10. “When the people of the world hear it said that the Buddhas transmit the Doctrine of the Mind, they suppose that there is something to be attained or realized apart from Mind, and thereupon they use Mind to seek the Dharma, not knowing that Mind and the object of their search are one. Mind cannot be used to seek something from Mind; for then, after the passing of millions of aeons, the day of success will still not have dawned. Such a method is not to be compared with suddenly eliminating conceptual thought, which is the fundamental Dharma. Suppose a warrior, forgetting that he was already wearing his pearl on his forehead, were to seek for it elsewhere, he could travel the whole world without finding it. But if someone who knew what was wrong were to point it out to him, the warrior would immediately realize that the pearl had been there all the time. So, if you students of the Way are mistaken about your own real Mind, not recognizing that it is the Buddha, you will consequently look for him elsewhere, indulging in various achievements and practices and expecting to attain realization by such graduated practices. But, even after aeons of diligent searching, you will not be able to attain to the Way. These methods cannot be compared to the sudden elimination of conceptual thought, in the certain knowledge that there is nothing at all which has absolute existence, nothing on which to lay hold, nothing on which to rely, nothing in which to abide, nothing subjective or objective. It is by preventing the rise of conceptual thought that you will realize Bodhi; and, when you do, you will just be realizing the Buddha who has always existed in your own Mind! Aeons of striving will prove to be so much wasted effort; just as, when the warrior found his pearl, he merely discovered what had been hanging on his forehead all the time; and just as his finding of it had nothing to do with his efforts to discover it elsewhere. Therefore the Buddha said: ‘I truly attained nothing from complete, unexcelled Enlightenment.’ It was for fear that people would not believe this that he drew upon what is seen with the five sorts of vision and spoken with the five kinds of speech. So this quotation is by no means empty talk, but expresses the highest truth.”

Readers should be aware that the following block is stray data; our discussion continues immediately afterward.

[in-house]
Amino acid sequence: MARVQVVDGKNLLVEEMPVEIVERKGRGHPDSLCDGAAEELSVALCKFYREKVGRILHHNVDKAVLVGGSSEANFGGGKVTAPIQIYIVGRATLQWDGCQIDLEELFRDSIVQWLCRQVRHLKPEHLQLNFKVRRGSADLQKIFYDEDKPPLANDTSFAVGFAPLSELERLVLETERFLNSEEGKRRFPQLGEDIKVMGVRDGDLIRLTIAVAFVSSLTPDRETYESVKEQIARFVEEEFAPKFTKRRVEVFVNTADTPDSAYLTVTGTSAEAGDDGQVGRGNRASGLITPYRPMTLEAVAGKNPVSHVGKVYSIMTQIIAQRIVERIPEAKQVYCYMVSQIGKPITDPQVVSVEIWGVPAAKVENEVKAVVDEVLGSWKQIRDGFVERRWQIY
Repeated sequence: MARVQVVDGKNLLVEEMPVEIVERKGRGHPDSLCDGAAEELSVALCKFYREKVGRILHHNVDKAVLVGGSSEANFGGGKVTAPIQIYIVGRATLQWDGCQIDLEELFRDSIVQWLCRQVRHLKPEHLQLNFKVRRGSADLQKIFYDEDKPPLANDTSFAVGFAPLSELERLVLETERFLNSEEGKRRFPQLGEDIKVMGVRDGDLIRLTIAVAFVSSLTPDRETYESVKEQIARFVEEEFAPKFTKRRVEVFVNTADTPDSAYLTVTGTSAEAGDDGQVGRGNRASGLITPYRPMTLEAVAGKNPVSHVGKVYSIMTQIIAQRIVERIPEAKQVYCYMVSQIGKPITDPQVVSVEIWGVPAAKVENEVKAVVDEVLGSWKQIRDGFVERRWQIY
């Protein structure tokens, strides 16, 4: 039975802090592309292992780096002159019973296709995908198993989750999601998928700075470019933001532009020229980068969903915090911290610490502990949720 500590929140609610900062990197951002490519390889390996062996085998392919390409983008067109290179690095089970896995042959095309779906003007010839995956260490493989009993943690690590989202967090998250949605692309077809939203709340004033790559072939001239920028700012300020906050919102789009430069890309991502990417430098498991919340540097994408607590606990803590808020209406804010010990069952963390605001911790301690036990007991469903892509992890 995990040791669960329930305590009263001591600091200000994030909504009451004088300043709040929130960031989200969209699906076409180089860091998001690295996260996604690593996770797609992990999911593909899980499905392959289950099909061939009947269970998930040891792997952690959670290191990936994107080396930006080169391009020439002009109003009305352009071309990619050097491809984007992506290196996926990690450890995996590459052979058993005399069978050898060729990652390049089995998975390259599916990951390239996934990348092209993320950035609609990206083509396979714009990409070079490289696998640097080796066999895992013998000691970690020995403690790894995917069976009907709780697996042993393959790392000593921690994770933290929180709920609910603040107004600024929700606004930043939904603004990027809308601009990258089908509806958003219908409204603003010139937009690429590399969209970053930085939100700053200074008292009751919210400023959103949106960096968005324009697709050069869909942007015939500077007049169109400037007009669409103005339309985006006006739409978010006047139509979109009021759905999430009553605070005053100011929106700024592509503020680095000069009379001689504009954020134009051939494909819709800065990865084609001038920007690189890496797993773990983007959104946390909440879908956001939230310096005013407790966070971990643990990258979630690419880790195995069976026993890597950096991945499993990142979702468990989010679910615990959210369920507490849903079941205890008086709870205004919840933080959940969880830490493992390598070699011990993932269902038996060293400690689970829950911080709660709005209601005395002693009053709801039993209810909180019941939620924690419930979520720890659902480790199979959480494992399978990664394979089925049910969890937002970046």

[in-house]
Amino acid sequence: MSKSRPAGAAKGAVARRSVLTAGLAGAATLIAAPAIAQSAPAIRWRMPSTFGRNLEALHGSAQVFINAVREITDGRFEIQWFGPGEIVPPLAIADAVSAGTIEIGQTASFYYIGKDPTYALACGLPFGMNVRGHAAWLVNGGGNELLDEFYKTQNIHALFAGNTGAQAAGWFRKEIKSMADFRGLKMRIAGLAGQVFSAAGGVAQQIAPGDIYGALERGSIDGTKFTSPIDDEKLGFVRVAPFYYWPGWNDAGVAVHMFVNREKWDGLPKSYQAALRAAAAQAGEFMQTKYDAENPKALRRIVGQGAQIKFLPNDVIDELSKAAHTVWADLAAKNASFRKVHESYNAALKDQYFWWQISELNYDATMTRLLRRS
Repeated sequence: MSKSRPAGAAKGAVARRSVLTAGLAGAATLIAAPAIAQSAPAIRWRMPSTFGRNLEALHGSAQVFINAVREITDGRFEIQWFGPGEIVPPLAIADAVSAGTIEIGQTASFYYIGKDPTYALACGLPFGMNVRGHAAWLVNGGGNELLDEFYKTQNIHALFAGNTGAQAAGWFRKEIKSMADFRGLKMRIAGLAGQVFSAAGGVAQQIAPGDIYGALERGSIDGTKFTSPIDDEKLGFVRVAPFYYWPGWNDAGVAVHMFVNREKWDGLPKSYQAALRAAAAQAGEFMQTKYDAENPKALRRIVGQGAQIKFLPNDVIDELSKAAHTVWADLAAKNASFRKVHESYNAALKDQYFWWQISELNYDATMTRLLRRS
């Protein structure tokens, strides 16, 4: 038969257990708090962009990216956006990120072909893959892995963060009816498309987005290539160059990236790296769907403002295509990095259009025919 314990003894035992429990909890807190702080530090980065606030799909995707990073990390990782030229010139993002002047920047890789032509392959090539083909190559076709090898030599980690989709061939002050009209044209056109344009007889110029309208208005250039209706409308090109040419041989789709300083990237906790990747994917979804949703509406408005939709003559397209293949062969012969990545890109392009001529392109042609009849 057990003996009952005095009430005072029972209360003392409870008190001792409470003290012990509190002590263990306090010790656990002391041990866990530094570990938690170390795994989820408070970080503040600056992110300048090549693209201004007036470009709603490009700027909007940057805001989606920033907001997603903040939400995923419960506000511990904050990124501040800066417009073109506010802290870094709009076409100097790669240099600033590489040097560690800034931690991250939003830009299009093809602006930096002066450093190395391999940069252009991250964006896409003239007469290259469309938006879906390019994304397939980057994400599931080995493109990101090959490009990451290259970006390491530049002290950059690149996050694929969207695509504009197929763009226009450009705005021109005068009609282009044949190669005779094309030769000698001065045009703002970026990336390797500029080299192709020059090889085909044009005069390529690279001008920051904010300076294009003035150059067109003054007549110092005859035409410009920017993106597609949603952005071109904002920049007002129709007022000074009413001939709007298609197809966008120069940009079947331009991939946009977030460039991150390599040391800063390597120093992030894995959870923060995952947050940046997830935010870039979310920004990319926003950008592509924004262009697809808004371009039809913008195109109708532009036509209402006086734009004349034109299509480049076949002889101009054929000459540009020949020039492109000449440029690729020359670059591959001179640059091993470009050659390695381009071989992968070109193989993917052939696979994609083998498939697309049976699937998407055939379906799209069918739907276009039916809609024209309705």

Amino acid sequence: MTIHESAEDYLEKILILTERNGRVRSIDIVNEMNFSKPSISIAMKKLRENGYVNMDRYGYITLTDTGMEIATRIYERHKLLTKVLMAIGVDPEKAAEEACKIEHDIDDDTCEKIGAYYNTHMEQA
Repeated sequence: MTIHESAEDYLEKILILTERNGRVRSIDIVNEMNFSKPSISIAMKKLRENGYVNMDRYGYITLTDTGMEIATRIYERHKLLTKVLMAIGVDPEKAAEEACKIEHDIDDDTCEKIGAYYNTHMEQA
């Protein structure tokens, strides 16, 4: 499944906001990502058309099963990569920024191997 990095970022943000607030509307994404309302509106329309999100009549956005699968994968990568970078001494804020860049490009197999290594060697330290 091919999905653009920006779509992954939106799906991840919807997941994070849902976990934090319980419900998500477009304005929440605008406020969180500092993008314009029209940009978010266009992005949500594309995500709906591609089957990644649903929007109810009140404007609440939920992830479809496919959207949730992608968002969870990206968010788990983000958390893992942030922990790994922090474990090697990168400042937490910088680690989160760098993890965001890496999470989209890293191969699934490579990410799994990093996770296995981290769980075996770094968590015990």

The Buddha’s Mind-Transmission is a No-Transmission of Mind. The Worldlings (puthujjanas) have no inkling of this and perceive something to be transmitted by something (mind). Mind cannot be used to grasp Mind as that would implicate Mind in some kind of subjective/objective substratum affair. Mind does not seek the dharma, It IS the Dharma. So then, what does “get-transmitted?” Who does the transmitting and who gets what is transmitted? Many have assumed that Huang Po is actually transmitting a Doctrine of Mind Transmission; this is really far-off the beaten path of what the Master was attempting to convey. One discerns from studying and meditating on the Teachings of Huang Po after many years that he would not want his efforts to be classified under any form of “doctrine”; indeed, that would be the ultimate slap in the face. What wrongly gets translated as Mind Doctrine here is actually the re-evaluation of all doctrines, including meditational-denominations of any form for that matter. For the Master, Mind is Mind (Fait accompli) and no-thing else. No-thing gets transmitted; this is why he includes the Buddha’s admonition time and time again, ‘I truly attained nothing from complete, unexcelled Enlightenment.’ I love his use of the parable to illustrate the foolishness of searching for That which one already has. The “gem” in the parable represents one’s Buddha-nature; indeed, many go searching for it for aeons upon aeons, never coming to the Noble Self-Realization that It’s always been “right-there/here” (in the forehead, representing Real Mind) all the time. The Master uses this illustration in reference to the puthujjanas, but also to his own disciples (as well as disciples from other zen schools) to relay the foolhardiness of trying to find IT through various meditational/contemplative/academic disciplines because in the end IT will always evade “all-constructs” that attempt to cultivate and thus pin-IT-down. Just Realize the Buddha in your Mind of Minds. No-thing more need be done. This section concludes with Huang Po’s reference to the “five sorts of vision” which was covered recently in our study of the Diamond Sutra (Human Eye; Divine Eye; Gnostic Eye; Transcendent Wisdom Eye; Omniscient Buddha-Eye), as well as the five kinds of speech (Right speech; deceptive speech; divisive speech; harsh speech; idle chatter).